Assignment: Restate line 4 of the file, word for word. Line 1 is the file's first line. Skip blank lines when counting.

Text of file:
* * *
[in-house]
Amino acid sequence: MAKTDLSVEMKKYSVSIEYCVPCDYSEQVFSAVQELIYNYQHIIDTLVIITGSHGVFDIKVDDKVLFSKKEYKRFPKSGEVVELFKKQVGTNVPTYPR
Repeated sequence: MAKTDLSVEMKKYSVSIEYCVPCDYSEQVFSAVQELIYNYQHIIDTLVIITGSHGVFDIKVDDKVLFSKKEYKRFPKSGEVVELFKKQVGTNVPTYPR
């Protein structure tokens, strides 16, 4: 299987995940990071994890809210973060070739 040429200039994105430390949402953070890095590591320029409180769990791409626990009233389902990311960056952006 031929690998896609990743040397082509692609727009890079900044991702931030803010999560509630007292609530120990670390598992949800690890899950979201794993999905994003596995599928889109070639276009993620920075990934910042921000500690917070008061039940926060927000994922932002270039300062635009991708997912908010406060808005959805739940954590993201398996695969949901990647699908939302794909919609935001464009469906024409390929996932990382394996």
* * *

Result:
């Protein structure tokens, strides 16, 4: 299987995940990071994890809210973060070739 040429200039994105430390949402953070890095590591320029409180769990791409626990009233389902990311960056952006 031929690998896609990743040397082509692609727009890079900044991702931030803010999560509630007292609530120990670390598992949800690890899950979201794993999905994003596995599928889109070639276009993620920075990934910042921000500690917070008061039940926060927000994922932002270039300062635009991708997912908010406060808005959805739940954590993201398996695969949901990647699908939302794909919609935001464009469906024409390929996932990382394996």